This week we investigate whether a pie by any other name taste as sweet.
Some time around 1300 the word pie appeared in English. It was used to refer to meat or fish encased in pastry. Some etymologists argue that it came from an Old English word for bakery, piehus, while others argue pie must have pre-dated piehus because the Old English word for house was — you guessed it — hus, thus the word for bakery might have simply meant pie house. Sadly, at the moment we don’t have enough linguistic forensic information to answer this pressing question.
Pie seems to have a relationship with a Medieval Latin word meaning the same thing. It also seems to be connected with the word magpie. The connection may be that a medieval pie included various foodstuffs, while a pastry included only one, and a magpie has a fascination for collecting miscellaneous objects. Just think, if it tables were turned on those two words, we’d all be calling a black and white bird a magpastry.
In the 1500s, a cunning person could be referred to as a wily pie.
By the 1600s, the word pie could be used to label a fruit-filled pastry.
In the 1830s, folks forced to face humiliation could be said to be eating humble pie. This idiom is based on umble pie, a pie made of inglorious animal parts — a dish eaten by folks who couldn’t afford anything else — thus the confusion with the word humble.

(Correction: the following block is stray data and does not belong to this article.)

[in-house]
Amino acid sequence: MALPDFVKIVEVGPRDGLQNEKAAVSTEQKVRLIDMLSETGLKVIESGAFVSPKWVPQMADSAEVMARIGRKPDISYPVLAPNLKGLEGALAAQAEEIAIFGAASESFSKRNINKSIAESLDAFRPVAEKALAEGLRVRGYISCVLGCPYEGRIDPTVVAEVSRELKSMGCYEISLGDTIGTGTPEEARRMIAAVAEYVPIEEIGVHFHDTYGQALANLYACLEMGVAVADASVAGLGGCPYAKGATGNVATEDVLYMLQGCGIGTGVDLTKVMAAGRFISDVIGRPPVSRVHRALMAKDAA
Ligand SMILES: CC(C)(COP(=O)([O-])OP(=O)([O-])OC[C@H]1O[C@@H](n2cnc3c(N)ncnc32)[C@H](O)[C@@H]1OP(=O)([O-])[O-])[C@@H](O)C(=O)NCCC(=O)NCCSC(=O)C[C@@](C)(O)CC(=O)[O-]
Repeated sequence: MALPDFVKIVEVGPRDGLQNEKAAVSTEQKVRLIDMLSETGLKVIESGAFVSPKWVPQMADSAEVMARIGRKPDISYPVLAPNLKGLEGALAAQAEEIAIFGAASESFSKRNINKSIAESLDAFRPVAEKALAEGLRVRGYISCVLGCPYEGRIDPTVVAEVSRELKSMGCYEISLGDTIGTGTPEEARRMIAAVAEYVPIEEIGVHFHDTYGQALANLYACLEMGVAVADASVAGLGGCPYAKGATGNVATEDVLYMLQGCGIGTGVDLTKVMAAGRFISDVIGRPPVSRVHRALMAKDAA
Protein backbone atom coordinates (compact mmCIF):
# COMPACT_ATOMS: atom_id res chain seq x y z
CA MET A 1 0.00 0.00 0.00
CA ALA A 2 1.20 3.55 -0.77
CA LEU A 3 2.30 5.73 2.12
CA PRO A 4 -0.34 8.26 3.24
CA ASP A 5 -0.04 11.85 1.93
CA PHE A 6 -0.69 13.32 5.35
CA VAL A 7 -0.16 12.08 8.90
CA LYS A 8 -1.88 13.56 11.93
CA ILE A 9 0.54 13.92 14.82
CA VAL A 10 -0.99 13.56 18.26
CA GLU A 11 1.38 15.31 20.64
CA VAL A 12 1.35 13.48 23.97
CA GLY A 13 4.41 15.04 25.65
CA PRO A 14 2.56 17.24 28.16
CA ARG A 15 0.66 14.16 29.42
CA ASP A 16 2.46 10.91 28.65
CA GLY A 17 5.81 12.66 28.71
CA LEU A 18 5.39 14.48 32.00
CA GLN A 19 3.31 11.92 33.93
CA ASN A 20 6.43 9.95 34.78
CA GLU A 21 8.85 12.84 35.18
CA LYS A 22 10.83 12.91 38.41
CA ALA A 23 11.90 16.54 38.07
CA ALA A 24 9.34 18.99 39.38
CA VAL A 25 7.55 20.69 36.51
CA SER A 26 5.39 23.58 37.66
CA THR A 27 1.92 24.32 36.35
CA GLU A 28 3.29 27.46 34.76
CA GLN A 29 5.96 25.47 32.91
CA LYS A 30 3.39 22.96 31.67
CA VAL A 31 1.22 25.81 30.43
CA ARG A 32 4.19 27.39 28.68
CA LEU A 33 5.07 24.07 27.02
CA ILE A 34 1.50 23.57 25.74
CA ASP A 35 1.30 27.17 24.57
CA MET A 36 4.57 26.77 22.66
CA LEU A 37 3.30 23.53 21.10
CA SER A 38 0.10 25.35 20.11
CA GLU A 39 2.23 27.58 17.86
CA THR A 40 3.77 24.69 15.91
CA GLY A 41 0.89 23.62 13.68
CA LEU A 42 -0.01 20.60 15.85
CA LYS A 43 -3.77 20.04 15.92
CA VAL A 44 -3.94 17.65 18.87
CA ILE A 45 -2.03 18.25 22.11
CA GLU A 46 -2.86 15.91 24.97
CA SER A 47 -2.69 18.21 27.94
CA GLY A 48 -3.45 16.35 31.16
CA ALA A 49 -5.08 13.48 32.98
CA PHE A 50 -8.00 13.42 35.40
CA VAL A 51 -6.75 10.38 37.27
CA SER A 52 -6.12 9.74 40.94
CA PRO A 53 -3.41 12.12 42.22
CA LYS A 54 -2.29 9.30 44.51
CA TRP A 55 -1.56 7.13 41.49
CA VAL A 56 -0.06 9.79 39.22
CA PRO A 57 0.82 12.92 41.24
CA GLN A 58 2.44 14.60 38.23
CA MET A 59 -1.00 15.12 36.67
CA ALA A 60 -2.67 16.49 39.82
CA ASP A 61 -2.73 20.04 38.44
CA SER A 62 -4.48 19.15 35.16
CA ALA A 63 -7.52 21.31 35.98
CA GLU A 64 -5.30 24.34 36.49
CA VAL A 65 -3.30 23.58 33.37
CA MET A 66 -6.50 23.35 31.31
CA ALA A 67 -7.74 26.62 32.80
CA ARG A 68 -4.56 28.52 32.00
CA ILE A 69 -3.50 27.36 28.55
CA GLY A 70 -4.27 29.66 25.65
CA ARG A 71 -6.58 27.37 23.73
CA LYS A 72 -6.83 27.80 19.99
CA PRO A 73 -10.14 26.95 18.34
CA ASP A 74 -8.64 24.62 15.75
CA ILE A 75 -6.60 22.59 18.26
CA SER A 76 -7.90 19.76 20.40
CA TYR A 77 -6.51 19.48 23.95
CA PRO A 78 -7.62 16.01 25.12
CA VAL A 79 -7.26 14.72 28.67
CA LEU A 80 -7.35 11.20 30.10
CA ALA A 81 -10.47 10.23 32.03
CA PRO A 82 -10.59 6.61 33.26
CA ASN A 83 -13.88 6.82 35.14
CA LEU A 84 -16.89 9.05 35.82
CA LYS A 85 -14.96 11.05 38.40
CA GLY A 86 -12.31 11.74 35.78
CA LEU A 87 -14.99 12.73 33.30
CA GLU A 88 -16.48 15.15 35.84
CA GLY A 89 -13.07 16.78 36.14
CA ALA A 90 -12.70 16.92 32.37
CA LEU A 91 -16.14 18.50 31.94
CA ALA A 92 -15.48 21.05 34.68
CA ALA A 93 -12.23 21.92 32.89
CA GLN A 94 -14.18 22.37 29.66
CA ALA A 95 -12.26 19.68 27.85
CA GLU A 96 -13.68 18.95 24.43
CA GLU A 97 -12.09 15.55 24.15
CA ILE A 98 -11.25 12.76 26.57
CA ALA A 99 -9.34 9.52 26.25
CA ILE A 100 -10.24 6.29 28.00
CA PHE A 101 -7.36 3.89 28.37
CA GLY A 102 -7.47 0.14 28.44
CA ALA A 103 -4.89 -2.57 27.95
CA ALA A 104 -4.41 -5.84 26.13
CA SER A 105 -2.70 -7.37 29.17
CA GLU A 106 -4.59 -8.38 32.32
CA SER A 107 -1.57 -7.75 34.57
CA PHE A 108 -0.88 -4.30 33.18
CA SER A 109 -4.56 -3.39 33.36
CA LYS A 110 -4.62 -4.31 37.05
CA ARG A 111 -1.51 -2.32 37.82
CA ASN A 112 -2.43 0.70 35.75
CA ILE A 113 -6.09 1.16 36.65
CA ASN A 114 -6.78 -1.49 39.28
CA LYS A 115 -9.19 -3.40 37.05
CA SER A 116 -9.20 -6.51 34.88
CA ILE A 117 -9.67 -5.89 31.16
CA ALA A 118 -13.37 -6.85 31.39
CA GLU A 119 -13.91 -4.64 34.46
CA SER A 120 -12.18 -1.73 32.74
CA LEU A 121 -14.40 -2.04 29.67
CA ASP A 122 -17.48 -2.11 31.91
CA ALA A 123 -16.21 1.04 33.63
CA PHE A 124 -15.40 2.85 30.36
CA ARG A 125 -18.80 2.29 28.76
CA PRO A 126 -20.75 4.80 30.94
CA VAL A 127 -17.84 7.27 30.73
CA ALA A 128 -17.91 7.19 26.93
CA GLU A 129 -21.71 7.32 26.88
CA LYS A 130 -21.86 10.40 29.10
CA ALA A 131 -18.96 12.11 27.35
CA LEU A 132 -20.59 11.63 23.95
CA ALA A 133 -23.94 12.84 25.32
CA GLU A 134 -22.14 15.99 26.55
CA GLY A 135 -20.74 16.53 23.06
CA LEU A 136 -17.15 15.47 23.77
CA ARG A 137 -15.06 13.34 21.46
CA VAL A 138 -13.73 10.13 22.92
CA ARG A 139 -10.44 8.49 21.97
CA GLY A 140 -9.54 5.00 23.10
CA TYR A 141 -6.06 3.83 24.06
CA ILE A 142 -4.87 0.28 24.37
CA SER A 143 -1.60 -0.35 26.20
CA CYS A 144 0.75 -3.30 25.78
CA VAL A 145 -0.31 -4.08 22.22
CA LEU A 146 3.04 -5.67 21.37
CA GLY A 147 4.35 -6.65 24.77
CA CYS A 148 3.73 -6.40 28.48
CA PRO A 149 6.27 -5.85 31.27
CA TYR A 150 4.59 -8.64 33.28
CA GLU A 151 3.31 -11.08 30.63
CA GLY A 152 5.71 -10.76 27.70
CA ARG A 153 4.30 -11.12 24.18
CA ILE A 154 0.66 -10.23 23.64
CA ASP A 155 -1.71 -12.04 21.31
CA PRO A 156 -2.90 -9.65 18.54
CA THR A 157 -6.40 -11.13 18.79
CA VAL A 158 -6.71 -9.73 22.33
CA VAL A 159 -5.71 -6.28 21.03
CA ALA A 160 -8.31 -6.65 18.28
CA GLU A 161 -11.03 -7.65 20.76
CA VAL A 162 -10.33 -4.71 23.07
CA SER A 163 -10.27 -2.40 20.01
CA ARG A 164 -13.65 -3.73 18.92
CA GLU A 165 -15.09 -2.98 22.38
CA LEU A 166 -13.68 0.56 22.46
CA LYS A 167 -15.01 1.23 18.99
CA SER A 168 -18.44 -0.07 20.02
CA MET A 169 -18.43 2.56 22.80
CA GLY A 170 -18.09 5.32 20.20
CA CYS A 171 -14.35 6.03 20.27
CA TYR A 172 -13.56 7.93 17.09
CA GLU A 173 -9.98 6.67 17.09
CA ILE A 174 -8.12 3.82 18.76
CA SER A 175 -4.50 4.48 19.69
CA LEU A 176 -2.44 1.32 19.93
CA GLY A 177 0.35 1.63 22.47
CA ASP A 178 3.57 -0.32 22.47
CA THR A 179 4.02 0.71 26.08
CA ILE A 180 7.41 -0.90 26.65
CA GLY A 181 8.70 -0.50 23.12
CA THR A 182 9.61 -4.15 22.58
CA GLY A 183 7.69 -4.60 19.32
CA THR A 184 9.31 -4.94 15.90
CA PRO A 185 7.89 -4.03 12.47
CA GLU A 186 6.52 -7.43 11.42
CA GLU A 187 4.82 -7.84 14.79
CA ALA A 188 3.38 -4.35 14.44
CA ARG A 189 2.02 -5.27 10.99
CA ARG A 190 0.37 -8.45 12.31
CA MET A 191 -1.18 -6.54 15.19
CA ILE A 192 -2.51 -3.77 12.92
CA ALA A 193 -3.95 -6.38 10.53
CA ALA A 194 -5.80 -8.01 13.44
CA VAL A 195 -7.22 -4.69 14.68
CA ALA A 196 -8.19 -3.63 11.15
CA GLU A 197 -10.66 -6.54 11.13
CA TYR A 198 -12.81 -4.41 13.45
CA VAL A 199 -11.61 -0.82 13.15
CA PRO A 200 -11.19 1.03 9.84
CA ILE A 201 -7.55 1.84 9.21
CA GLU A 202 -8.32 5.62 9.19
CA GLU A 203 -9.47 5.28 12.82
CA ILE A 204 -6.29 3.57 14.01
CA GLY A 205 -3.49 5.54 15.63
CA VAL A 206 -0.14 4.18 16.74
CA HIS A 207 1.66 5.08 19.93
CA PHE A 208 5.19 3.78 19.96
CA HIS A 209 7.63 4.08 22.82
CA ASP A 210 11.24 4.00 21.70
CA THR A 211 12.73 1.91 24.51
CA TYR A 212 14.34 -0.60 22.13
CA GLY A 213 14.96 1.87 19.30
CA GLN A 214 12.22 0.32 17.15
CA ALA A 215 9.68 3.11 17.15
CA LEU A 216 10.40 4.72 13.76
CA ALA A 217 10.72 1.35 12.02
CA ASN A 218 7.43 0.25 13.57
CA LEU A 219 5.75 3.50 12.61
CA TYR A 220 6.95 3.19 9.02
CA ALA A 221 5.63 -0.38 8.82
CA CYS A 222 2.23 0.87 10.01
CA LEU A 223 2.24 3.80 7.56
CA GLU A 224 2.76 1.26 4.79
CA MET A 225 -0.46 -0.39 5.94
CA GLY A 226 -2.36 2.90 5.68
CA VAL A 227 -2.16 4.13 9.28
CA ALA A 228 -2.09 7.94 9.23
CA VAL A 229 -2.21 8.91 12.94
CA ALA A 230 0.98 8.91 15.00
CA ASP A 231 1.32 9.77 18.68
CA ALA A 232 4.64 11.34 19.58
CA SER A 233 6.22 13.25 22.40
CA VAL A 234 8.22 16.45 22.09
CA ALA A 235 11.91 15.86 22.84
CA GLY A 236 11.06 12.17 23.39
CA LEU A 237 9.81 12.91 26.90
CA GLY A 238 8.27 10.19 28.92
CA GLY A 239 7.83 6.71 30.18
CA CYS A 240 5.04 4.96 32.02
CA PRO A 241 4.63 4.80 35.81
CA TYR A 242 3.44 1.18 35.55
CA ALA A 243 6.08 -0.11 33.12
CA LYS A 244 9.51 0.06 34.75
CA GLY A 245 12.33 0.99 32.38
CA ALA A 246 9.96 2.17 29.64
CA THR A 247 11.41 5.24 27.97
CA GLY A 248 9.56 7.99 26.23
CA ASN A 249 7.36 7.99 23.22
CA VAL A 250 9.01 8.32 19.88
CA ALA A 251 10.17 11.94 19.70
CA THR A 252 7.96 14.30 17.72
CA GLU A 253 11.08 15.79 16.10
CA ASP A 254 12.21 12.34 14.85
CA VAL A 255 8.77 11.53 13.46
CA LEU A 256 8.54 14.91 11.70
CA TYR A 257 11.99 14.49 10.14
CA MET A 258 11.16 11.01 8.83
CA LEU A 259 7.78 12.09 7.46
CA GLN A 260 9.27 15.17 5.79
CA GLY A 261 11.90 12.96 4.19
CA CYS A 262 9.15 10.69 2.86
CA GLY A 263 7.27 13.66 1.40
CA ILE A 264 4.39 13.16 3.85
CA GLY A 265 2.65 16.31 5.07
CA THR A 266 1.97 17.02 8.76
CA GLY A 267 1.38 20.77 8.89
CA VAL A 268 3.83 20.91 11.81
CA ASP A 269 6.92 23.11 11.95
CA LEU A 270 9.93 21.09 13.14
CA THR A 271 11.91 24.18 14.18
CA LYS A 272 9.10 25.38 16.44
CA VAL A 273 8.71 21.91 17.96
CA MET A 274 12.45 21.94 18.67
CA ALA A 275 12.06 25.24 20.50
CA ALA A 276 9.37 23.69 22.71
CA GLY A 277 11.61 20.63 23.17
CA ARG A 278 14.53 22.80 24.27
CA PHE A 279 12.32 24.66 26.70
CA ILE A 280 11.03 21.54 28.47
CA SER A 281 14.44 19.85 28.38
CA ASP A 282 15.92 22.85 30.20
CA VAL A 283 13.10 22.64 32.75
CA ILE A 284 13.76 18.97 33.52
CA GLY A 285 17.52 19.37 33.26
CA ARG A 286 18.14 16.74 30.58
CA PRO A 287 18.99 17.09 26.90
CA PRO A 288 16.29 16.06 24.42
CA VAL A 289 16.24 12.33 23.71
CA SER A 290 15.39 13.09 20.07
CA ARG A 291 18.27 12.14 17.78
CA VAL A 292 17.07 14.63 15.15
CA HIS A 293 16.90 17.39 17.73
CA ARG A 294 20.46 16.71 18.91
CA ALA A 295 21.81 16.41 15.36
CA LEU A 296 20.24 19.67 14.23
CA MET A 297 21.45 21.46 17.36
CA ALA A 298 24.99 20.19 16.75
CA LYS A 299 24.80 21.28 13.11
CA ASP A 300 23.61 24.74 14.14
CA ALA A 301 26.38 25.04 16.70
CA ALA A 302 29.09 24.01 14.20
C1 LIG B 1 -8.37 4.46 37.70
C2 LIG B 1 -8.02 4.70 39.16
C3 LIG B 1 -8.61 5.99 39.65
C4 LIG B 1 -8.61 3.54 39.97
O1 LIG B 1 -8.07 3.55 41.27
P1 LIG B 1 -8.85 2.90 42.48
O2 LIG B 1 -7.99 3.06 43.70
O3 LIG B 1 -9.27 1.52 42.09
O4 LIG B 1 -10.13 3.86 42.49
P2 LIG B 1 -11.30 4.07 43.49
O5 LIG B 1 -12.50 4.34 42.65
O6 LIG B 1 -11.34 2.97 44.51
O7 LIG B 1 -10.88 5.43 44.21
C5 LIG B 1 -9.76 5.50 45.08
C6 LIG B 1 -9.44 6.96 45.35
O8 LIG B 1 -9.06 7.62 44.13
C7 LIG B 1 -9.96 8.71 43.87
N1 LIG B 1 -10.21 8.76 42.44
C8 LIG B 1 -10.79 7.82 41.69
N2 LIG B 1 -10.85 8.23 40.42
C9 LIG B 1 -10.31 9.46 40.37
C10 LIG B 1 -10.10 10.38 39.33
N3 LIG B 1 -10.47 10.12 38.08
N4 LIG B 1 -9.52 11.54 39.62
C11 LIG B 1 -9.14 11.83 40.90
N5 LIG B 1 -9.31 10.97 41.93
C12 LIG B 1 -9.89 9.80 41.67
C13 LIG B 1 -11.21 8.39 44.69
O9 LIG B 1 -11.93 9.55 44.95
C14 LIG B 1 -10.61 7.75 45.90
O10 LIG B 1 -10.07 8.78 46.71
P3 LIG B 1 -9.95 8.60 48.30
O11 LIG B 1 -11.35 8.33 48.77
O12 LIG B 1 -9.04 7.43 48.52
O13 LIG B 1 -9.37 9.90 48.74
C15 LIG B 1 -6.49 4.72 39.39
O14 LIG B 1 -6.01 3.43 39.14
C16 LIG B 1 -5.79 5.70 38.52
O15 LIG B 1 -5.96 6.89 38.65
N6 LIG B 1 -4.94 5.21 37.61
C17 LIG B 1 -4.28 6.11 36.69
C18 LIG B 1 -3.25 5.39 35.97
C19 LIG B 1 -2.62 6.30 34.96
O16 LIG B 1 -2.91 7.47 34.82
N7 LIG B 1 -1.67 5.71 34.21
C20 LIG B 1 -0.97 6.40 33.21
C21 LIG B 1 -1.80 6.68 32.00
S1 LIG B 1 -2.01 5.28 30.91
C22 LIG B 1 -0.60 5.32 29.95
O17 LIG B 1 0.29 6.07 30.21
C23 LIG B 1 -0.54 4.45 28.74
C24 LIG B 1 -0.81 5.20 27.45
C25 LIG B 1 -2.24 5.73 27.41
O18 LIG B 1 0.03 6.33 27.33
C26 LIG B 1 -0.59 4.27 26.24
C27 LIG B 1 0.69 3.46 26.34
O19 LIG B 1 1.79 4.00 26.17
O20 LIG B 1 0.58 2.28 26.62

The inaccurate, yet ubiquitous idiom easy as pie showed up in 1889.
As of 1904 we could label an inebriated individual as pie-eyed.
By 1911, unrealistic hopes could be referred to as pie in the sky.
And in 1922 the term pie chart was born.
The word pi has no relationship to pie — pi came through Greek from a Phoenician word meaning little mouth & appeared in English in 1748 to refer to the mathematical constant 3.14…
If you’re inspired to comment non-etymologically, consider sharing your favorite sort of pie.
Big thanks to this week’s sources: the OED, Etymonline, Collins Dictionary, Merriam Webster, & Wordnik.
I write for teens & tweens, bake bread, play music, and ponder the wonder of words in a foggy little town on California's central coast.
To receive weekly reminders of new Wordmonger posts, click on "Contact" & send me your email address.